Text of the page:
The African economy has grown by 6% per annum during the past decade, the fastest expansion since the 1960s. The latest International Monetary Fund (IMF) forecast shows growth in sub-Saharan Africa might reach 7% in 2008, fuelled by increased oil production and rising domestic investment along with productivity.
Can official development assistance (ODA) by Western donors take the credit for this turnaround in Africa's fortunes? Clearly, it is far from the only factor.
Recent increases in private flows, diaspora remittances and the commodity boom have helped lift growth, particularly since 2002, and poverty, even in resource-poor states, has declined thanks to aid-supported policy reforms, improved governance and debt relief in recent years. Official flows to Africa from the donor community have nearly trebled since 2000, albeit from a very low level. The Development Co-operation Report 2007, published by the Paris-based think-tank, the OECD, shows net ODA to SSA in 2006 totalled $42bn.
The region (including North Africa) is the largest aid recipient--accounting for two-fifths of the total of regionally allocated funds. The proportion of ODA going to least developed countries (LDCs), the majority of which are African, has risen from 40% of net bilateral aid in 2002 to 46% in 2006, according to the report. Also, there was a marked increase in Africa's share of'programmable aid'--real money (excluding debt forgiveness grants and humanitarian aid) given to LDCs in support of long-term socioeconomic projects. In 2006, such assistance totalled $25bn or 60% of aggregate ODA.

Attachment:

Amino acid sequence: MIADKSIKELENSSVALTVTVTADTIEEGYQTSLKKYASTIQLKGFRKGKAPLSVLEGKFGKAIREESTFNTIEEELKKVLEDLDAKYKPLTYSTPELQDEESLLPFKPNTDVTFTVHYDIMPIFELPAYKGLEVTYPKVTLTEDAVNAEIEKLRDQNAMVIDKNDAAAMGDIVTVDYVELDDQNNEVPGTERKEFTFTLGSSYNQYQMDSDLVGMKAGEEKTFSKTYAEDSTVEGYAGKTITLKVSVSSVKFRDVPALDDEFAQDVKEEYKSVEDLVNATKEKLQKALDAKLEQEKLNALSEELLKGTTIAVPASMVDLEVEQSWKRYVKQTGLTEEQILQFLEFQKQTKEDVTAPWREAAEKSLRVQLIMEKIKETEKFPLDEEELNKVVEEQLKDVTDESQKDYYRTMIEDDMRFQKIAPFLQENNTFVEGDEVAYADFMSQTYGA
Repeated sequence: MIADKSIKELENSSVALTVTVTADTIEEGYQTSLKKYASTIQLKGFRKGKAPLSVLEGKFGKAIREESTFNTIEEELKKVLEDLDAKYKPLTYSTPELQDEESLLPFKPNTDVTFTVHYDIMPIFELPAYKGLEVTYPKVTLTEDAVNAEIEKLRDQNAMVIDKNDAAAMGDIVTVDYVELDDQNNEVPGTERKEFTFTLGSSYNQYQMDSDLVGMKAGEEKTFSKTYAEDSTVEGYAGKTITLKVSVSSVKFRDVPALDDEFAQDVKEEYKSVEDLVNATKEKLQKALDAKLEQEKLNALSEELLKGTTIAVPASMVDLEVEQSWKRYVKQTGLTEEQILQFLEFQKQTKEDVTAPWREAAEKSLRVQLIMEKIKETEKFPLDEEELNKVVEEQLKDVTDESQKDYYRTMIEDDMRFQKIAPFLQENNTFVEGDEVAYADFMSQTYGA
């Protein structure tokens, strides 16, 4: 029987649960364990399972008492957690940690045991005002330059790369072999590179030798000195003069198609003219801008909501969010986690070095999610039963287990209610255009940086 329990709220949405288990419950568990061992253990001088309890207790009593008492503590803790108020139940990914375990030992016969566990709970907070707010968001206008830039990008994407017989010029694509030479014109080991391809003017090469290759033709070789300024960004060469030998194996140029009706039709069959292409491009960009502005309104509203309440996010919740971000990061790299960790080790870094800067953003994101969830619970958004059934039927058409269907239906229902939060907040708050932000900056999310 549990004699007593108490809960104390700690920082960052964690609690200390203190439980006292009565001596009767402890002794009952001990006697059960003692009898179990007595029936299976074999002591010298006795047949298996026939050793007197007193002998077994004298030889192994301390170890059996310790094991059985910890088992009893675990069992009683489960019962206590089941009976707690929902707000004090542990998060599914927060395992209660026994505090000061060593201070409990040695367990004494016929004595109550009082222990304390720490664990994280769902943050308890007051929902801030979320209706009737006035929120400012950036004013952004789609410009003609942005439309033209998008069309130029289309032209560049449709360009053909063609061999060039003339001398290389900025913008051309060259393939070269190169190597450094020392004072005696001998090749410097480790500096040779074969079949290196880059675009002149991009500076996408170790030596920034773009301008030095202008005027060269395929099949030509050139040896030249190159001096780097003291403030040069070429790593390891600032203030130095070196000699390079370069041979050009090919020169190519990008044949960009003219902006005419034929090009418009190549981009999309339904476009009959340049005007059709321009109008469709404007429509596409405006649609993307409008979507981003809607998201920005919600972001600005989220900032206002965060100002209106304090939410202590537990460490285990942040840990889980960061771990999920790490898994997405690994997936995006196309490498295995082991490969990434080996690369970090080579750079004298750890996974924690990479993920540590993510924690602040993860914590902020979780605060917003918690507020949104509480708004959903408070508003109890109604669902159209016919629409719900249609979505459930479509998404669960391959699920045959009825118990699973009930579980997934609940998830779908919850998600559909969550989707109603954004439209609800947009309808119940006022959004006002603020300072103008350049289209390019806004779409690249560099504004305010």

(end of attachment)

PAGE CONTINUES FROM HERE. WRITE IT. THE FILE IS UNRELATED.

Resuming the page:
Major recipients in 2004/05 were Ethiopia ($1,780m), Tanzania ($1,557m), Sudan ($1,386m), Mozambique ($1,245m), Uganda ($1,183m), DR Congo ($1,163m) and Ghana ($1,032m).
Flows to Sudan comprise mainly humanitarian aid. Ethiopia, Mozambique and Tanzania have received the largest sums of aid over the past decade. Both donors and recipient countries have made tangible efforts to improve the way aid is delivered and managed in healthcare, education, water supply, and economic infrastructure such as transport and communications. But flows to Cote d'Ivoire, Somalia and Zimbabwe, among others, fell steeply because of their political problems.
Development partners are running out of savings to keep the global aid industry afloat with annual inflation busting increases in funds. In 2006, the total aid from members of...